IDW produced three “Angel” one-shots in the final three years of its run. All of these double-length issues are finales of sorts, and there’s a touch of comedy or lightness to them – “Last Angel in Hell” puts a bow on the “After the Fall” era, “Lorne: Music of the Spheres” is the final Lorne story and “Yearbook” is the last publication in IDW’s Angelverse.
Spike and Illyria go off on their own adventures toward the end of the period of IDW’s “Angel” ongoing series. Two four-issue miniseries — “Spike: The Devil You Know” and “Illyria: Haunted” – let us know what they’re up to, with varying degrees of entertainment value.
Seeing the success of “Buffy” Season 8 and learning that Brian Lynch’s pitch for an “Angel” “Season 6” lined up closely with his plans before the TV show was canceled, Joss Whedon launched “Angel: After the Fall” in 2007. Although it makes some of IDW’s previous work hard to fit into the continuity, it goes without saying that it’s great to get Whedon’s canonical story of what happens to Angel and company after the cliffhanger of “Not Fade Away” (5.22).
Along with the “Angel” license, IDW also picked up the “Spike” license in 2005. Although there was never a “Spike” TV show, there were enough “Spike” comics that it can be treated as a distinct line, especially since the covers feature a “Spike” logo rather than the “Angel” logo. IDW tested the waters for the title with three double-length one-shots: “Old Times” (August 2005), “Old Wounds” (January 2006) and “Lost & Found” (April 2006).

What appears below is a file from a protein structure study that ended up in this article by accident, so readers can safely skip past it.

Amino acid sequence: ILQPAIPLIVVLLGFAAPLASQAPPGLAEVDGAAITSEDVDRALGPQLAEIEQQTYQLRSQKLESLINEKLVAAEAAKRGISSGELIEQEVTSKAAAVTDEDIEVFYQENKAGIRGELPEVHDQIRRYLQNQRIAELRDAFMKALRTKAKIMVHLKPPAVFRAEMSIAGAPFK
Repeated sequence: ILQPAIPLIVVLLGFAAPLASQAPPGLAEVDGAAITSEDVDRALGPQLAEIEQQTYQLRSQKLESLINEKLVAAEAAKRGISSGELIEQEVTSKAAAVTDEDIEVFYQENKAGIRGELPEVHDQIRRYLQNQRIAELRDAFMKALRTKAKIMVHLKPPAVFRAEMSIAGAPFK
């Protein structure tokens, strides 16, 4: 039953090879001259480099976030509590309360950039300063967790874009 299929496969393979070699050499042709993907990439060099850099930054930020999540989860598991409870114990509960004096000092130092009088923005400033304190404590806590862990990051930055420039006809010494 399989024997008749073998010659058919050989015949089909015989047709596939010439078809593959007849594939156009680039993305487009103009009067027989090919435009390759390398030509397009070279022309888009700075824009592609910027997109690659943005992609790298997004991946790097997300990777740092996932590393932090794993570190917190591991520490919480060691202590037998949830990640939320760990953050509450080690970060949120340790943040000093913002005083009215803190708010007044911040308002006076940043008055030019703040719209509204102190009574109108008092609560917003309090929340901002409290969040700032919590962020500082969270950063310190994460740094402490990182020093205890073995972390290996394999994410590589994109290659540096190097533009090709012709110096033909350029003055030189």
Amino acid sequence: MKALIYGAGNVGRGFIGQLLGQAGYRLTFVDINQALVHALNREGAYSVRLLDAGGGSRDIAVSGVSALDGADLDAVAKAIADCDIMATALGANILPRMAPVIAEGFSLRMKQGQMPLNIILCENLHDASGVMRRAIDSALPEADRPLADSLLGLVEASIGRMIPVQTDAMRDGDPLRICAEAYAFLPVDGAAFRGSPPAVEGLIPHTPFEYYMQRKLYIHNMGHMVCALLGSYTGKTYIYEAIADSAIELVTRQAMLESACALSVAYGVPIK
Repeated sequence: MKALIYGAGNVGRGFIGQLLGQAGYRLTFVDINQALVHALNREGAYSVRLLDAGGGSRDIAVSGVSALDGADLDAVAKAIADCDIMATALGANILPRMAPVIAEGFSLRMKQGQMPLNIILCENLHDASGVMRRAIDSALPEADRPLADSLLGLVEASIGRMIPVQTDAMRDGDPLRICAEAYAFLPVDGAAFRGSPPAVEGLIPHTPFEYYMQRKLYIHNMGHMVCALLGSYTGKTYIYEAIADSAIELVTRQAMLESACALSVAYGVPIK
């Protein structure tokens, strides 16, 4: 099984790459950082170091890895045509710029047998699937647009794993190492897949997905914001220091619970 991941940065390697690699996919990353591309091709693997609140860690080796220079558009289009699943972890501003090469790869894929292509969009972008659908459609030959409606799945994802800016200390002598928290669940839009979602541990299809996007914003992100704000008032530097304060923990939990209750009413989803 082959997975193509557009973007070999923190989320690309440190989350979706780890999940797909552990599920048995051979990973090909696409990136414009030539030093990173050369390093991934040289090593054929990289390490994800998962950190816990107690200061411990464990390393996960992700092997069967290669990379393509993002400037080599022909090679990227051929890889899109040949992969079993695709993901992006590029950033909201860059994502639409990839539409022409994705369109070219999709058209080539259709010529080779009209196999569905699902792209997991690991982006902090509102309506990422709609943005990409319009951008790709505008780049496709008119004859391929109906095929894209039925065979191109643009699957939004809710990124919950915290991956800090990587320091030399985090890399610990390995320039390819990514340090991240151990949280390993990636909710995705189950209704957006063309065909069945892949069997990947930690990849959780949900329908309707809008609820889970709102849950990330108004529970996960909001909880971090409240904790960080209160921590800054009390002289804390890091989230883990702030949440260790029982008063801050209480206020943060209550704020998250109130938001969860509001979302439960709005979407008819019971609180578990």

While IDW’s “Angel” title still resists an ongoing narrative, the five-issue “Auld Lang Syne” (November 2006-March 2007) is a nice step up from the standard tortured-Angel story “The Curse” and the catching-up-with-the-gang “Old Friends.” Scott Tipton, who had shown a good grasp of Wesley in “Spotlight” and “Masks,” turns his focus to two living (well, undead) characters – Angel and Spike – in this third series set after Season 5.
Following the “Spotlight” series, IDW’s “Angel” comics line unveiled more stories focused on individual characters in the loosely Halloween-themed “Masks” (October 2006). The double-length one-shot includes stories about Puppet Angel, Illyria, Cordelia and Lindsey McDonald, all themed around the figurative masks people wear.
After a mediocre start with “The Curse” and “Old Friends,” IDW’s “Angel” title picks up steam with “Spotlight” (2006), five issues that focus, respectively, on Doyle, Wesley, Gunn, Connor and Illyria. With the exception of the Season 1-set “Doyle,” they are set during Season 5. Rather than just throwbacks to the old days, they flesh out narrative gaps and allow us to not only get reacquainted with the characters, but actually to know them better. Yes, IDW is still treading water before aggressively continuing the narrative post-Season 5, but “Spotlight” is a great way to tread water.